The collapsed wall at the site of the old Royal Park Hotel. Photo: Jason South The collapsed wall. Photo: Jason South
The scene of the wall collapse. Photo: @KristyMayr7, via Twitter
The best system Victoria has to protect the public from dangerous city construction sites failed spectacularly on Wednesday, just three years after the Swanston Street wall collapse killed three people.
Safety authorities have come under fire over a potentially fatal incident in North Melbourne, where a brick wall crashed down onto the footpath less than 24 hours after the site was audited.
The wall – on the partly demolished site of the former Royal Park Hotel in North Melbourne – came down soon after 9am on Wednesday.
Falling bricks narrowly missed members of the public near the corner of Queensberry and Howard streets, including a female pedestrian pushing a pram, but no injuries were reported.
Victoria’s Construction, Forestry, Mining and Energy Union said its officials had shut down the Royal Park Hotel work site earlier in the week and halted demolition due to grave safety concerns.
Inspectors from WorkSafe and Melbourne City Council were alerted and attended the site on Tuesday, deeming certain areas unsafe.
The council confirmed that the site’s owner and demolition contractor had been slapped with an emergency order to secure the site within 48 hours – mandating fencing to “protect passing pedestrians”, temporary road signs and traffic controllers – along with a number of other compliance notices.
But union officials on Wednesday said safety authorities’ response was “farcical” and demolition works on other parts of the site appeared to have been allowed to proceed immediately.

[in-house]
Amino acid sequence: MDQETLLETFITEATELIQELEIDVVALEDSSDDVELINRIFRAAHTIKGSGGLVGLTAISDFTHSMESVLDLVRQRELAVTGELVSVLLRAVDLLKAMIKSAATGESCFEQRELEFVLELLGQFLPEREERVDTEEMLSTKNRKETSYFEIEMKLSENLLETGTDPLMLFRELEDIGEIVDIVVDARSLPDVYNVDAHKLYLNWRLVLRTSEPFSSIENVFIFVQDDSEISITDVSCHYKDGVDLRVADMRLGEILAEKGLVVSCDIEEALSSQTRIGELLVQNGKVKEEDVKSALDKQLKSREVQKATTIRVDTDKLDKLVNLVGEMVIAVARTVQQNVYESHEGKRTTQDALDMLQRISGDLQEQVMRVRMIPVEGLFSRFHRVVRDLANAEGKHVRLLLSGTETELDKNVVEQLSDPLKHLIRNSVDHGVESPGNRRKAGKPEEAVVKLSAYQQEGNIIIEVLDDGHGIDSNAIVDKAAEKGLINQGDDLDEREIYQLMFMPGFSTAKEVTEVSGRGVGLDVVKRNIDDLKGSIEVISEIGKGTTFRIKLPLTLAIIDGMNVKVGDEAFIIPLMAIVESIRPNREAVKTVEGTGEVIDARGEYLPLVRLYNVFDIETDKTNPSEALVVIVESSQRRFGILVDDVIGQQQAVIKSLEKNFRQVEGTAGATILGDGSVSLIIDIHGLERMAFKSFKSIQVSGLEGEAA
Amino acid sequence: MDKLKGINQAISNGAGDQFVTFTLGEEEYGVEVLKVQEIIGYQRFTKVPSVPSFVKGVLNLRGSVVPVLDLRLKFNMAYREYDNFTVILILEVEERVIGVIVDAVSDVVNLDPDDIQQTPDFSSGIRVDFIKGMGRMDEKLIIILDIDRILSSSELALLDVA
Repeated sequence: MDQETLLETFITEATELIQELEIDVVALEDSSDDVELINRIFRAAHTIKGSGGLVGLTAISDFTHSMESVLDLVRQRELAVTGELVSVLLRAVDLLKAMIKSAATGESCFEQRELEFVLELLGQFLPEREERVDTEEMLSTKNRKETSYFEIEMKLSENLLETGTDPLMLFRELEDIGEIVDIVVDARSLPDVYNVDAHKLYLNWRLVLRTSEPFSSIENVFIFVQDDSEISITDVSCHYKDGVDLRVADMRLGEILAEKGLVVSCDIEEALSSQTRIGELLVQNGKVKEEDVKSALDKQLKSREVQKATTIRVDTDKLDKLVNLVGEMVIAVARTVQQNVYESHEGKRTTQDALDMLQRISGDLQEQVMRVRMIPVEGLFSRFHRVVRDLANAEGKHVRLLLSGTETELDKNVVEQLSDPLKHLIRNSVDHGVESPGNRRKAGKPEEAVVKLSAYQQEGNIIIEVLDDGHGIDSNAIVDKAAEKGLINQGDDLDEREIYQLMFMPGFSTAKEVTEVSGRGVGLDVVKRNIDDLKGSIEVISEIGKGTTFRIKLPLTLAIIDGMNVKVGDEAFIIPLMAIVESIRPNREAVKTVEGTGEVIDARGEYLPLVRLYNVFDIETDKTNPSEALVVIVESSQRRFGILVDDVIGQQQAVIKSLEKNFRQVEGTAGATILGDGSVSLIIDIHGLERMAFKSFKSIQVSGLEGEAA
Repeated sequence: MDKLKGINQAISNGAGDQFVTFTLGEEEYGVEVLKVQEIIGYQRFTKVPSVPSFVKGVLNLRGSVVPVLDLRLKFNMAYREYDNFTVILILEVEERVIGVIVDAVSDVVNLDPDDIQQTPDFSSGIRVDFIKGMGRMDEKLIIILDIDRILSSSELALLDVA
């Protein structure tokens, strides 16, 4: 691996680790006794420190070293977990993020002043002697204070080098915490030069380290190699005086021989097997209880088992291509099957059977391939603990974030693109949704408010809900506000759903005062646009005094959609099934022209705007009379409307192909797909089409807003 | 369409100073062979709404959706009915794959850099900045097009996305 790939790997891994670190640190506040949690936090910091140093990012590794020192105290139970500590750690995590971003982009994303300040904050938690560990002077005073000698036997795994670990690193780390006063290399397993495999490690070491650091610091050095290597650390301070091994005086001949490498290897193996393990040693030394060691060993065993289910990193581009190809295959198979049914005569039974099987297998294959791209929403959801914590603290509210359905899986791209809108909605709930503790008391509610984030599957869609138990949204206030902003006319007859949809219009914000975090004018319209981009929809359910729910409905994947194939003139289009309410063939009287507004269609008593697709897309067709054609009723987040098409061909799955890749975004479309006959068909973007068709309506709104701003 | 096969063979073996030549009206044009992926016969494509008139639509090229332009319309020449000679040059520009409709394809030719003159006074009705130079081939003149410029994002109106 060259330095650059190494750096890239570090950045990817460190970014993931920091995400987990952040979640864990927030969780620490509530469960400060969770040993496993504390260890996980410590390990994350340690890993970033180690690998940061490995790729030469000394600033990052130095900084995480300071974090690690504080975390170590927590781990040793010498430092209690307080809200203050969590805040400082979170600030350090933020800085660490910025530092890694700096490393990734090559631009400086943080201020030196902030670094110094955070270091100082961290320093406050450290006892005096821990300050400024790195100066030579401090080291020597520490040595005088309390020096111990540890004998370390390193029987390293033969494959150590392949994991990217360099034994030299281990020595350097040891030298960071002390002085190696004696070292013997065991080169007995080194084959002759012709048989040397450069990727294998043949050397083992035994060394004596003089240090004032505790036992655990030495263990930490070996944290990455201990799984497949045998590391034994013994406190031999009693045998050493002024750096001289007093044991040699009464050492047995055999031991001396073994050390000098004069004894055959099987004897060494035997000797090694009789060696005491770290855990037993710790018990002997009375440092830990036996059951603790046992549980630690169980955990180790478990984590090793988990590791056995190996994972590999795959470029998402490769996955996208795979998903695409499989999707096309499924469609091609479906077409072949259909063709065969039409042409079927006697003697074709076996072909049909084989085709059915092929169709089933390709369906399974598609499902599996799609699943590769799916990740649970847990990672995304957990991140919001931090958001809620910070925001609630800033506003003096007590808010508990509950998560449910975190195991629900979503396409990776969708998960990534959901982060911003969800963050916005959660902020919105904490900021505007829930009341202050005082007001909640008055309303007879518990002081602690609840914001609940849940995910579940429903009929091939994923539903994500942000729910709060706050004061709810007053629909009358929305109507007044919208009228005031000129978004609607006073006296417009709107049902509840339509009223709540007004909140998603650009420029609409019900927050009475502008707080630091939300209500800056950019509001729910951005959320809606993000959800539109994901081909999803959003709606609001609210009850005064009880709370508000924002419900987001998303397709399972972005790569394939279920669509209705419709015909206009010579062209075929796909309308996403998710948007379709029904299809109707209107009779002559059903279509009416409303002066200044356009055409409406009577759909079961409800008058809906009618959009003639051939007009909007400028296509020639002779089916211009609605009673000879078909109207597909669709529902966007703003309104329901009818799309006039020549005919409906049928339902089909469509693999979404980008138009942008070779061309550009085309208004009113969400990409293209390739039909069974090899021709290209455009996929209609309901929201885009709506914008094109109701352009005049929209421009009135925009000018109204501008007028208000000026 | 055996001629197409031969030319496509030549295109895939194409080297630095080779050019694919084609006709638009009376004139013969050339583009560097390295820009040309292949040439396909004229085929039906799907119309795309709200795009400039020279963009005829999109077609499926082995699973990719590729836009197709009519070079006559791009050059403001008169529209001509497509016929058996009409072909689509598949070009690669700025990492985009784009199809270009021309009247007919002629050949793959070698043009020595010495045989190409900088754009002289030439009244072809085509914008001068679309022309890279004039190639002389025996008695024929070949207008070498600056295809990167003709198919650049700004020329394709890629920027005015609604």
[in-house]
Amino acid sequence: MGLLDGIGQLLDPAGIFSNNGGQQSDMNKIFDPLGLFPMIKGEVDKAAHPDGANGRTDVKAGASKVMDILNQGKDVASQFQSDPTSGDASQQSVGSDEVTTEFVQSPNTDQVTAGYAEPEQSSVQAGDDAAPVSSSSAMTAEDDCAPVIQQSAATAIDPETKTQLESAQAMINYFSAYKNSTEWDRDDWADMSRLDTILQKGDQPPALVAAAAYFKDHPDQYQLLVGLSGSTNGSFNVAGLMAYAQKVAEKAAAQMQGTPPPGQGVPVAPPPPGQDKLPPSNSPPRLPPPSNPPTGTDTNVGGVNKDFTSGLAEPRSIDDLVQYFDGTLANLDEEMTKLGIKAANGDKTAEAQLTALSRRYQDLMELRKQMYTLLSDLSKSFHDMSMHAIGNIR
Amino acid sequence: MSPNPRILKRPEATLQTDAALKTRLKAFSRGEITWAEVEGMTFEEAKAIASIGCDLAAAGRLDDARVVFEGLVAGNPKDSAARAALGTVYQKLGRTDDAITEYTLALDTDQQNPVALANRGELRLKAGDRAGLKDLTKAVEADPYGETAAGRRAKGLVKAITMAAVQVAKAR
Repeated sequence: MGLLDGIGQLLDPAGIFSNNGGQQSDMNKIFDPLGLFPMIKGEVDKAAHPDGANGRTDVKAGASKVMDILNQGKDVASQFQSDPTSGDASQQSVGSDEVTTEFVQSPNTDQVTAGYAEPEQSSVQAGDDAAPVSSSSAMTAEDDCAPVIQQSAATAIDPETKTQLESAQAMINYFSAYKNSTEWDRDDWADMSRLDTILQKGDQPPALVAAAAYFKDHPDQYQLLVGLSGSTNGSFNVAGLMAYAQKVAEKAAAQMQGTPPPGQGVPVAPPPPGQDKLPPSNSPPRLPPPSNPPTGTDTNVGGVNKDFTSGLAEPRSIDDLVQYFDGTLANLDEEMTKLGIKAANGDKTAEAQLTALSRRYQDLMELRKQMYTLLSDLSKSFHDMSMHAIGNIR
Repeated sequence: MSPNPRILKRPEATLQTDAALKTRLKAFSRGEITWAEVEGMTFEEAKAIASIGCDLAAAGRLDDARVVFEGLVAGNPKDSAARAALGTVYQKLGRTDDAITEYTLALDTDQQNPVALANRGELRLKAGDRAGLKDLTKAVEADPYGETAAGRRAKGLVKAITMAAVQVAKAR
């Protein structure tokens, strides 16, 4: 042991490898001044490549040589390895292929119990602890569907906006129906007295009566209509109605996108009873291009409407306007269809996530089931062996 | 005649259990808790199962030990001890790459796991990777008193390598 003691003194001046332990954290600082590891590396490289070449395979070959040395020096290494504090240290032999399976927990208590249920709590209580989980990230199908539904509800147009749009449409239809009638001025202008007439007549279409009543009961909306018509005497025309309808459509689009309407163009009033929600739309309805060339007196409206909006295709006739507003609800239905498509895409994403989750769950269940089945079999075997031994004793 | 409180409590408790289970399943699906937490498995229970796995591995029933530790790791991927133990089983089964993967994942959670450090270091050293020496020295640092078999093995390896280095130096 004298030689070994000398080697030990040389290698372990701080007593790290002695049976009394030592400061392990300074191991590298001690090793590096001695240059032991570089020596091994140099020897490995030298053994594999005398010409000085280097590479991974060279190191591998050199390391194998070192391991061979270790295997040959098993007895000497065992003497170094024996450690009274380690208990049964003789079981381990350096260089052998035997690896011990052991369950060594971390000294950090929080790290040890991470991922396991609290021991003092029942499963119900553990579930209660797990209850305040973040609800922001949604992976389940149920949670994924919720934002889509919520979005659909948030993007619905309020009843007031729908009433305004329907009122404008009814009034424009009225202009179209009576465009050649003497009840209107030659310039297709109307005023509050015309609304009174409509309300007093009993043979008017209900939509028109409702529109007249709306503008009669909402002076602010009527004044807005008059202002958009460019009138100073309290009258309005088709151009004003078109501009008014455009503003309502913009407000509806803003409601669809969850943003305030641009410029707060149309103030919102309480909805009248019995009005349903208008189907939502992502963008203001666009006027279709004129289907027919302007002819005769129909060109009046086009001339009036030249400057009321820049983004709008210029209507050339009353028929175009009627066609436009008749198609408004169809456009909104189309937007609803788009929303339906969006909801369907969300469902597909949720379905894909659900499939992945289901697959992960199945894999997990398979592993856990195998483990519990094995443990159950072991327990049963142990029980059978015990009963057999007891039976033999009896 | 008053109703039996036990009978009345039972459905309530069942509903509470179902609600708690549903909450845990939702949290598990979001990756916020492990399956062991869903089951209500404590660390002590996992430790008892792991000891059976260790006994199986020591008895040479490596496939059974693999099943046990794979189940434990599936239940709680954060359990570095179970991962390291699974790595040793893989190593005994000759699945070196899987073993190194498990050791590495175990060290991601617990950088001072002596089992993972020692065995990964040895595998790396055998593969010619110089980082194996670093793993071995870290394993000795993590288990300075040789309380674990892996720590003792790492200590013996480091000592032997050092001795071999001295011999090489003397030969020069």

“Had there been a fatality the blame would have been squarely at the feet of WorkSafe and the demolition contractor,” union secretary John Setka said.
“There was seven WorkSafe inspectors chasing their tails, unable to respond to the dangers that are still present … the footpaths and roads remained open to traffic and pedestrians, electricity wasn’t cut off and had the rest of the wall come down we would have faced another disaster.”
Mr Setka – who was one of the first on the scene of the nearby 2013 wall collapse and attempted to rescue victims from the rubble – said “things have to change”.
“It should never have happened … there is simply no deterrence for companies who don’t care about safety.”
WorkSafe Victoria said an investigation had been launched into the circumstances surrounding collapse.
The Brunswick-based demolition contractor, Sustainable Demolition, has refused to comment to Fairfax Media. This site shut yesterday by CFMEU & opened by Worksafe! Incredible no one was killed. Avoid North Melbourne! #auspolpic.twitter南京夜网/giqYzu56mh— John Setka (@CFMEUJohnSetka) April 19, 2016
In 2013, teenage siblings Alexander and Bridget Jones, of Melbourne, and Frenchwoman Marie-Faith Fiawoo, 33, were killed when a brick wall and advertising hoarding at a building site on Swanston Street collapsed.
Alexander, 19, died while trying to shield his 18-year-old sister from the falling debris.
The site’s owner and principle contractor, Grocon, was later fined $250,000 over serious safety failures at the site.This story Administrator ready to work first appeared on Nanjing Night Net.